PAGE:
U.S. Department of Health and Human Services

Menu

Old-Age Specialists May Boost Recovery Among Injured Seniors

Consultation with geriatrician in hospital linked with greater return to independence in study.

Old-Age Specialists May Boost Recovery Among Injured Seniors

THURSDAY, Dec. 19 (HealthDay News) -- Seniors who suffer an injury are more likely to regain their independence if they consult a geriatric specialist during their hospital stay, researchers report.

The study included people 65 and older with injuries ranging from a minor rib fracture from a fall to multiple fractures or head trauma suffered as a driver, passenger or pedestrian in a traffic accident.

A year after discharge from the hospital, the patients were asked how well they were able to perform daily activities such as walking, bathing, managing finances, light housework and shopping.

Those who had a consultation with a geriatrician during their hospital stay were able to return to about two-thirds more daily activities than those who did not, according to the study published recently in the Journal of the American Medical Association (JAMA) Surgery.

"Trauma surgeons have long struggled with the fragility of their older trauma patients who have much greater health risks for the same injuries experienced by younger patients," senior study author Dr. Lillian Min, an assistant professor in the division of geriatric medicine at the University of Michigan Medical School, said in a university news release.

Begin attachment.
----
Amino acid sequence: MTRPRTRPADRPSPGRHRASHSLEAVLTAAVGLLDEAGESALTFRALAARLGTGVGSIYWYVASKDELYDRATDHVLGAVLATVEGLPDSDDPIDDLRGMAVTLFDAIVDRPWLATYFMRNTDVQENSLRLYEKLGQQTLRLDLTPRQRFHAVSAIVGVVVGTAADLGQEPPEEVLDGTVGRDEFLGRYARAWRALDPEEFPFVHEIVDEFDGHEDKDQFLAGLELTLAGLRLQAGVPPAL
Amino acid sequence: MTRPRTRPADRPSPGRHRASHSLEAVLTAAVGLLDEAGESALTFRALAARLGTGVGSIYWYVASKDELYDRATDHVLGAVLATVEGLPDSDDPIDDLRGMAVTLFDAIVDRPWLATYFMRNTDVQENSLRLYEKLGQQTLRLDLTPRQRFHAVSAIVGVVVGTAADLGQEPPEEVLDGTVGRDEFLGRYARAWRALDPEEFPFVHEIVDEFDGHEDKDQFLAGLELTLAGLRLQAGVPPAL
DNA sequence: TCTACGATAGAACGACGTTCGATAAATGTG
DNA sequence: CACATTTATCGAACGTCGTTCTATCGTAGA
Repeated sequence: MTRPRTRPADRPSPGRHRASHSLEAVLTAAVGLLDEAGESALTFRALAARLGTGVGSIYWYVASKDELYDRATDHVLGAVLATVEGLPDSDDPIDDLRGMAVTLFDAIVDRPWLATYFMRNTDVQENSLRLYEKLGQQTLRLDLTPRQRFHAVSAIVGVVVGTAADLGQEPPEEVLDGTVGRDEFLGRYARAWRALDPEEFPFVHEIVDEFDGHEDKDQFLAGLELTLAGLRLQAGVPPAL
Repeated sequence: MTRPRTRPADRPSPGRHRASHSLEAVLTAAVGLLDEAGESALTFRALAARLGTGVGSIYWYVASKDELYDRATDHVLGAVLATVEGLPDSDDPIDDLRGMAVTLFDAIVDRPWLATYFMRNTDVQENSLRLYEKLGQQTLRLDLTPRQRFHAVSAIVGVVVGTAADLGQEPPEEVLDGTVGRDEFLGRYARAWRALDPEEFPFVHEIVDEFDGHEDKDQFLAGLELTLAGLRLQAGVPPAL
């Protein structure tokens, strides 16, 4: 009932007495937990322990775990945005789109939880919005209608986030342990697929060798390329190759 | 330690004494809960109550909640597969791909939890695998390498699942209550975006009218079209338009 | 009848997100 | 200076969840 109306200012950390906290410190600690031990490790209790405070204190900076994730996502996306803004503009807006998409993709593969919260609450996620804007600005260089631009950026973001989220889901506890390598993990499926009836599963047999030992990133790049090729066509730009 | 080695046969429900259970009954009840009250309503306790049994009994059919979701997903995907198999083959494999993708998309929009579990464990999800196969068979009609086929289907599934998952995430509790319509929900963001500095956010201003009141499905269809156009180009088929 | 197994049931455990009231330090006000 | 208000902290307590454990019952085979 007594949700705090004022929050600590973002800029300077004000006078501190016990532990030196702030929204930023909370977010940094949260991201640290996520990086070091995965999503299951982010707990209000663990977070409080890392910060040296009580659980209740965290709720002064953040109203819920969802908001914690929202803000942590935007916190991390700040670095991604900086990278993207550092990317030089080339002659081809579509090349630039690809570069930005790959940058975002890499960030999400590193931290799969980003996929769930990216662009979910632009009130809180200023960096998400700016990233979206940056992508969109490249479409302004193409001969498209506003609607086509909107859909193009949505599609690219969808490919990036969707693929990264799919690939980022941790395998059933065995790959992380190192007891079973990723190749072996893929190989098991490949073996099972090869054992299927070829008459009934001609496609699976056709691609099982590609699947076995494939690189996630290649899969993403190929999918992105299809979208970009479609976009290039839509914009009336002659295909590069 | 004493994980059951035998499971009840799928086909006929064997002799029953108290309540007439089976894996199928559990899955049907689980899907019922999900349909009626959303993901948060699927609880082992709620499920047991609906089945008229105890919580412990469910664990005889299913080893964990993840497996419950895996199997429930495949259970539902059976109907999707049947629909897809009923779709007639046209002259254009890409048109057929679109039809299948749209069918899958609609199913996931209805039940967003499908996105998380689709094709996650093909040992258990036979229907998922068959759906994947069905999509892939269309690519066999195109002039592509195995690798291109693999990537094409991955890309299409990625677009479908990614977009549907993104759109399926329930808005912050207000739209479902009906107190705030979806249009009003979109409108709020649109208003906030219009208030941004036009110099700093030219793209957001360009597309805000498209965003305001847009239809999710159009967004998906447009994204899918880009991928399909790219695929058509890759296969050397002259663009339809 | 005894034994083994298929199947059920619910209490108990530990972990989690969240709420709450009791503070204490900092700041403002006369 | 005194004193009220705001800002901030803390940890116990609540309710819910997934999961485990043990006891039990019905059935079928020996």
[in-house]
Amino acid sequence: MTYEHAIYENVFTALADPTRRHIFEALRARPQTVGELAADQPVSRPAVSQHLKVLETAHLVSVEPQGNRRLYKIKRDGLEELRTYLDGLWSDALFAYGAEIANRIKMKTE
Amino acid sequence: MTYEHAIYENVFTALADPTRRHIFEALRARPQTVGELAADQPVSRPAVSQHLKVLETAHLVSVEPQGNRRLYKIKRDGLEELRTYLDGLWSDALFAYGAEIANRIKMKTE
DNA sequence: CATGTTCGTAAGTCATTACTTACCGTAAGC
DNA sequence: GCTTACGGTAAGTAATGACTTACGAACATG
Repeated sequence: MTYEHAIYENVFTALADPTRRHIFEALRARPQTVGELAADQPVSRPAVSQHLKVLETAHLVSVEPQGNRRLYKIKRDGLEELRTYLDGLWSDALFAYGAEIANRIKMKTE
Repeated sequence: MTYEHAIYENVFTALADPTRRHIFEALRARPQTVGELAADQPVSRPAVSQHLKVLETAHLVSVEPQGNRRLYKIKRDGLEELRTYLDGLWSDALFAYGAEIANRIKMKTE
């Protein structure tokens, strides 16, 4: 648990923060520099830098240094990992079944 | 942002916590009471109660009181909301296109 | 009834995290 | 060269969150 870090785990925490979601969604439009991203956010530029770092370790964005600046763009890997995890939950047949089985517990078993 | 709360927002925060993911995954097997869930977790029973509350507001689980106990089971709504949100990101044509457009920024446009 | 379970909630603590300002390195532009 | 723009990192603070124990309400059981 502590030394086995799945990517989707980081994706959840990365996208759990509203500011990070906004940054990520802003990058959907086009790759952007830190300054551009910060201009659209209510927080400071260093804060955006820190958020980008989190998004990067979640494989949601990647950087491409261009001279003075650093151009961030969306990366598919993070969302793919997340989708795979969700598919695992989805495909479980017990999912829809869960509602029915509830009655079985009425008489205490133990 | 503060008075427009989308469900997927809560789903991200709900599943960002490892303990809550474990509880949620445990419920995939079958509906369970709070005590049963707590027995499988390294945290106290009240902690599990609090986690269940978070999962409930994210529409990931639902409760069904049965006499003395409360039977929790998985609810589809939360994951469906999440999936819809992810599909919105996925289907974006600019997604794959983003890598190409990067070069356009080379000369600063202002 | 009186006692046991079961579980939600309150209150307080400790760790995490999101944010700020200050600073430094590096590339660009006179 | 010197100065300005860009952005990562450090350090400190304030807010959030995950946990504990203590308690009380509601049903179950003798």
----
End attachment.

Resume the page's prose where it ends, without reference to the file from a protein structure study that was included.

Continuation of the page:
"We've come a long way in improving our survival rates of these patients, but what we didn't know was whether we were returning them to their homes and communities sicker than they were before," she said. "What we found was that geriatric interventions helped older patients take better care of themselves and be more independent."

Geriatricians specialize in the care of older people. It's estimated that people aged 65 and older will account for 40 percent of all U.S. trauma patients in over the next four decades.

"This information compels us to do more to help our older patients get back to normal life," Min said. "Our findings suggest that even small changes in care can lead to decreased complications and improve health outcomes for a vulnerable group. We have a responsibility to do what we can to strengthen collaborations between surgery and geriatric medicine doctors."

More information

The U.S. National Institute on Aging has more about older adults and falls.

SOURCE: University of Michigan, news release, Nov. 27, 2013

Copyright © 2014 HealthDay.  All rights reserved.

HealthDayNews articles are derived from various sources and do not reflect federal policy. healthfinder.gov does not endorse opinions, products, or services that may appear in news stories. For more information on health topics in the news, visit Health News on healthfinder.gov.

Note: Documents in PDF format require the Adobe Acrobat Reader®. If you experience problems with PDF documents, please download the latest version of the Reader®.